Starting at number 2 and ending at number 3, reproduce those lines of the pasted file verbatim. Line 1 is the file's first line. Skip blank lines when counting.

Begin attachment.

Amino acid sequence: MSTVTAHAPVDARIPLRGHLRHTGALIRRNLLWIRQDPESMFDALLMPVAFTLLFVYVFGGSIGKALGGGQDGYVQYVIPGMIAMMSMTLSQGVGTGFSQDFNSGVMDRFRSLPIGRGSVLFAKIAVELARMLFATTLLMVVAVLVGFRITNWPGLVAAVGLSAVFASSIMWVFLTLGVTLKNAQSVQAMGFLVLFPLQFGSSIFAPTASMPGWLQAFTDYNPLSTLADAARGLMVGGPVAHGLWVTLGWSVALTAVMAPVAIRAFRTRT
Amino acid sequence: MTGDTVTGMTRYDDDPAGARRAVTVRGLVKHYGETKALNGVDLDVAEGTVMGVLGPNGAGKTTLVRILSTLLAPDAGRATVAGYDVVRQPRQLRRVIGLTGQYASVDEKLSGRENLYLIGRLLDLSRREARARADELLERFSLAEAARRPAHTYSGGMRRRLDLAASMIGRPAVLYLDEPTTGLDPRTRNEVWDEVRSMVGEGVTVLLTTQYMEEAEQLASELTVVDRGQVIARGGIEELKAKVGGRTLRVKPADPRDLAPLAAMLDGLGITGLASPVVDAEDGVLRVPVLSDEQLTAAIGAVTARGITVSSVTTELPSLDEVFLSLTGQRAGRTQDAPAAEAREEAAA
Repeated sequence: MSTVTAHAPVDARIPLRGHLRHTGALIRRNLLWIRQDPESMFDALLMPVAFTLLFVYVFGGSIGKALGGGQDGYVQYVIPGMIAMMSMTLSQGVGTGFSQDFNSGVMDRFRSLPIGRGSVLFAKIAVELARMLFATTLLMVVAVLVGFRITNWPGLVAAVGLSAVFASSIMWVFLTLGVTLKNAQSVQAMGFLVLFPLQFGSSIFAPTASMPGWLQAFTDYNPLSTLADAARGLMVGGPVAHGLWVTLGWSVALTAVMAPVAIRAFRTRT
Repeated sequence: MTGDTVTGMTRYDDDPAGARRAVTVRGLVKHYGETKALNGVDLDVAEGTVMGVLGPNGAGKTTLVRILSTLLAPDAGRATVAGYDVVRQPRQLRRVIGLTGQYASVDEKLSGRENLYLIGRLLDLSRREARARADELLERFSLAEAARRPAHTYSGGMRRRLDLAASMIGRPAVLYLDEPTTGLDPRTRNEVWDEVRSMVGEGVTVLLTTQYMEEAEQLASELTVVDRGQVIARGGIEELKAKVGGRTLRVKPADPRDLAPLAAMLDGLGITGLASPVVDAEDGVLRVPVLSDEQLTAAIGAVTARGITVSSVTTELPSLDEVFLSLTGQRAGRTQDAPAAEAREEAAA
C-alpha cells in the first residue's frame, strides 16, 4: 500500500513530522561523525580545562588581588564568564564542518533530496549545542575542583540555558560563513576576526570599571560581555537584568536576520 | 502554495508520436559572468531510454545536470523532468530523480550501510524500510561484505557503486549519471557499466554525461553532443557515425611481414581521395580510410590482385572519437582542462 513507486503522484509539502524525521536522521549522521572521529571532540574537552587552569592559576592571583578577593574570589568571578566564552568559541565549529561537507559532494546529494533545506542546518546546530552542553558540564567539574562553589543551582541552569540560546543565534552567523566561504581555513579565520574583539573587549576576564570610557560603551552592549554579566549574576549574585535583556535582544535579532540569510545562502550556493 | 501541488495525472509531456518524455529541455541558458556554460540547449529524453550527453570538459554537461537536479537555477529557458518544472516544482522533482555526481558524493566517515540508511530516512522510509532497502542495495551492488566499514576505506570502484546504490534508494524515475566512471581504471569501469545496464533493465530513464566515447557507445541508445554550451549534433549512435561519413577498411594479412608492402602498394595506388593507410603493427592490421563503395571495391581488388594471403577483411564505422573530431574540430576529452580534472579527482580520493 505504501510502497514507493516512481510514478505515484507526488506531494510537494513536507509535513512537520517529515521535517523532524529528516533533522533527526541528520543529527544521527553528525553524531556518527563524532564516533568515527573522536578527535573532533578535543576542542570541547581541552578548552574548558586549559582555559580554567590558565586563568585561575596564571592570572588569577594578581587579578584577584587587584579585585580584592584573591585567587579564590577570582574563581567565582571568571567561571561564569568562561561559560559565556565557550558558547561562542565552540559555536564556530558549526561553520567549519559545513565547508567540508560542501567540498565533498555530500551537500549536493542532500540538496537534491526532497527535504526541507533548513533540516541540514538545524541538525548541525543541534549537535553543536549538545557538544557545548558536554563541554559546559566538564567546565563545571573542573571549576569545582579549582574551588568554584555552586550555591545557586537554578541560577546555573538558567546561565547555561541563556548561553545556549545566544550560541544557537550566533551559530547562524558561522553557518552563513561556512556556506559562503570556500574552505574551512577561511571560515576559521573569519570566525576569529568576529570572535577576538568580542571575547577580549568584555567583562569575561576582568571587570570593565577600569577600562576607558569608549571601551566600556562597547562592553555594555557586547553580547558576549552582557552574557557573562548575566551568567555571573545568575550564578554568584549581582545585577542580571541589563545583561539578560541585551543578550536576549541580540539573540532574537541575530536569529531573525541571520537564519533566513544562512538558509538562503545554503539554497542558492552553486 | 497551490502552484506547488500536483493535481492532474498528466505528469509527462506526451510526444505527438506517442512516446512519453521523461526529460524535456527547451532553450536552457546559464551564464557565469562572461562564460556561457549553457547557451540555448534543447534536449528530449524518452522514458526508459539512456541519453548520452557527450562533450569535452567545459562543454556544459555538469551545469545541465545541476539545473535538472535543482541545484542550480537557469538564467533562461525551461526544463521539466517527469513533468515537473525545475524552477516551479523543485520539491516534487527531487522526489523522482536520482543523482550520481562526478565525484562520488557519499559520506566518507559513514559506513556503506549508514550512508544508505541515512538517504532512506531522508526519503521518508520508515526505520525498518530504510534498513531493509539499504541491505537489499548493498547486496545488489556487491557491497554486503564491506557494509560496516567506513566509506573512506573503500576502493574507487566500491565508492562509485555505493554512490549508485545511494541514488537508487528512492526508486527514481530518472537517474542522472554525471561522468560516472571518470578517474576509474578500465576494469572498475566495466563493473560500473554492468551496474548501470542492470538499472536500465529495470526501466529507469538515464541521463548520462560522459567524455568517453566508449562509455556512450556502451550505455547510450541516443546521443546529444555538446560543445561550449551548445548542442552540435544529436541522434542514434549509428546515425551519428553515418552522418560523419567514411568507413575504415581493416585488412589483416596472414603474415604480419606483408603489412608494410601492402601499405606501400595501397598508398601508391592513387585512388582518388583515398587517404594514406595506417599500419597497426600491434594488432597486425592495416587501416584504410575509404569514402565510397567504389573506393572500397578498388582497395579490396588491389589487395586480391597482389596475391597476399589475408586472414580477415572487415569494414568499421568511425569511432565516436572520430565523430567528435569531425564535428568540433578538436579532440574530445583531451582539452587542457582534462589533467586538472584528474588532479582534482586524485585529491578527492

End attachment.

Amino acid sequence: MTGDTVTGMTRYDDDPAGARRAVTVRGLVKHYGETKALNGVDLDVAEGTVMGVLGPNGAGKTTLVRILSTLLAPDAGRATVAGYDVVRQPRQLRRVIGLTGQYASVDEKLSGRENLYLIGRLLDLSRREARARADELLERFSLAEAARRPAHTYSGGMRRRLDLAASMIGRPAVLYLDEPTTGLDPRTRNEVWDEVRSMVGEGVTVLLTTQYMEEAEQLASELTVVDRGQVIARGGIEELKAKVGGRTLRVKPADPRDLAPLAAMLDGLGITGLASPVVDAEDGVLRVPVLSDEQLTAAIGAVTARGITVSSVTTELPSLDEVFLSLTGQRAGRTQDAPAAEAREEAAA
Repeated sequence: MSTVTAHAPVDARIPLRGHLRHTGALIRRNLLWIRQDPESMFDALLMPVAFTLLFVYVFGGSIGKALGGGQDGYVQYVIPGMIAMMSMTLSQGVGTGFSQDFNSGVMDRFRSLPIGRGSVLFAKIAVELARMLFATTLLMVVAVLVGFRITNWPGLVAAVGLSAVFASSIMWVFLTLGVTLKNAQSVQAMGFLVLFPLQFGSSIFAPTASMPGWLQAFTDYNPLSTLADAARGLMVGGPVAHGLWVTLGWSVALTAVMAPVAIRAFRTRT